Islamist militants to apologise to victims of Indonesia attacks in bid to combat radicalism, foster reconciliation
About 120 reformed Islamist militants will apologise to dozens of victims including survivors of the 2002 Bali bombings and the 2004 bombing of the Australian Embassy in Jakarta in an attempt to combat radicalism and foster reconciliation
Jakarta: The Indonesian government is bringing together dozens of convicted Islamist militants and survivors of attacks in what it hopes will be an important step in combating radicalism and fostering reconciliation.
The director of de-radicalization at Indonesia's counter-terrorism agency says about 120 reformed militants will apologise to dozens of victims including survivors of the 2002 Bali bombings and the 2004 bombing of the Australian Embassy in Jakarta.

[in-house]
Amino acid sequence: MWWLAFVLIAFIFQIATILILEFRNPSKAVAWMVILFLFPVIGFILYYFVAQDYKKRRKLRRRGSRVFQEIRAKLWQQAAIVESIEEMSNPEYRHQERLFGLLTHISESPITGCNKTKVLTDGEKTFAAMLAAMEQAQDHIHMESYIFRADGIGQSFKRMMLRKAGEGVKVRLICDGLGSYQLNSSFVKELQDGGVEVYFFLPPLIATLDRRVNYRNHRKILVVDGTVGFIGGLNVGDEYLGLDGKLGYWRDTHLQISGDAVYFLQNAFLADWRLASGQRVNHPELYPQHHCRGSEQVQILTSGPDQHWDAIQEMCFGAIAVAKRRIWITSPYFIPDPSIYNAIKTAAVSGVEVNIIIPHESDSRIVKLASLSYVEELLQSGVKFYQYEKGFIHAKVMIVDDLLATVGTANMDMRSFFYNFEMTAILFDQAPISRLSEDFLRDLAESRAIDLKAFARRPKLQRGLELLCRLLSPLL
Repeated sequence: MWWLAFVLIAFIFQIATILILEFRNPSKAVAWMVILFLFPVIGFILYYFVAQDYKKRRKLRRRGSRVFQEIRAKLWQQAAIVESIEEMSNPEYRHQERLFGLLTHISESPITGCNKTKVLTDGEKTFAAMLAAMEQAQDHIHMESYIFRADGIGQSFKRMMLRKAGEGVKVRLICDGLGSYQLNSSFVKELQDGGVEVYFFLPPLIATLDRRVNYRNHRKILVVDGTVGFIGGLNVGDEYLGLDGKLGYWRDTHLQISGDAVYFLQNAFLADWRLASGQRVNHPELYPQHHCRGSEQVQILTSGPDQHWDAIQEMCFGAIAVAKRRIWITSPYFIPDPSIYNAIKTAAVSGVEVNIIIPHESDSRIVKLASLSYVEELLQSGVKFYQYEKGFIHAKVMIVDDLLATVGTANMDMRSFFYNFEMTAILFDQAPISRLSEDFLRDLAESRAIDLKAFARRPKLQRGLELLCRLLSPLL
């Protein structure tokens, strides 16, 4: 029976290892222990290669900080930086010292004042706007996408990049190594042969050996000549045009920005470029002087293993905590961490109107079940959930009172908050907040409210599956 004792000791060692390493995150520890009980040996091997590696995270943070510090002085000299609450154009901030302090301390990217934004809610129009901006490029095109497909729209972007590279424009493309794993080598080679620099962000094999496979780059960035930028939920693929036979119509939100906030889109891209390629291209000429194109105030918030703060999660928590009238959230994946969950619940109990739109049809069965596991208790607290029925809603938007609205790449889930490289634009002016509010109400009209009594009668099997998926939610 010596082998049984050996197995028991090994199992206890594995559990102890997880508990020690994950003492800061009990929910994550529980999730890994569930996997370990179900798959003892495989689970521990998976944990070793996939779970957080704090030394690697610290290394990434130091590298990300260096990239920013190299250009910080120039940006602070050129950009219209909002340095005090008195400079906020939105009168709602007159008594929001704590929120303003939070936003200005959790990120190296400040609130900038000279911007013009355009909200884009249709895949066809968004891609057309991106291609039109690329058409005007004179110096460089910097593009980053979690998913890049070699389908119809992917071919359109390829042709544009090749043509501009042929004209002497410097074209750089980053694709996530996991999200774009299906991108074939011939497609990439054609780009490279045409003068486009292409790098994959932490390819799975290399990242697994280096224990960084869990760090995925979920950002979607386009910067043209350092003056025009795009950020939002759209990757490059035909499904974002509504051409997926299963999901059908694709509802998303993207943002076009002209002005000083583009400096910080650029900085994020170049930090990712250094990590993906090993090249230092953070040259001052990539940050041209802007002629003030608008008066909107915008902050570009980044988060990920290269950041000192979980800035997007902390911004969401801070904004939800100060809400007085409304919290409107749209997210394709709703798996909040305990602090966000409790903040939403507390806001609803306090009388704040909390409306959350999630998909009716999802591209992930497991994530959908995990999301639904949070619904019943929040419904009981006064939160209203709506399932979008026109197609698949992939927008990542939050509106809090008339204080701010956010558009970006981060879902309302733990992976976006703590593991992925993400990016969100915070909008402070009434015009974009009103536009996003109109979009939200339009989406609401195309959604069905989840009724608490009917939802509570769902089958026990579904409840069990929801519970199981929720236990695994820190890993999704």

The three days of meetings at a Jakarta hotel that began Monday aren't open to the media except for an event on the final day.
Febby Firmansyah Isran, who suffered burns to 45 percent of his body from the 2003 bombing of the JW Marriot hotel in Jakarta, said he'd forgiven the perpetrators and now runs a support group for bombing victims.
India's strong response came after Islamabad's envoy to the UN raked up the issue of Jammu and Kashmir and spoke about the late pro-Pakistan leader Syed Ali Shah Geelani in his remarks to the General Assembly
They have guaranteed that humanitarian workers both men and women will be allowed freedom of movement
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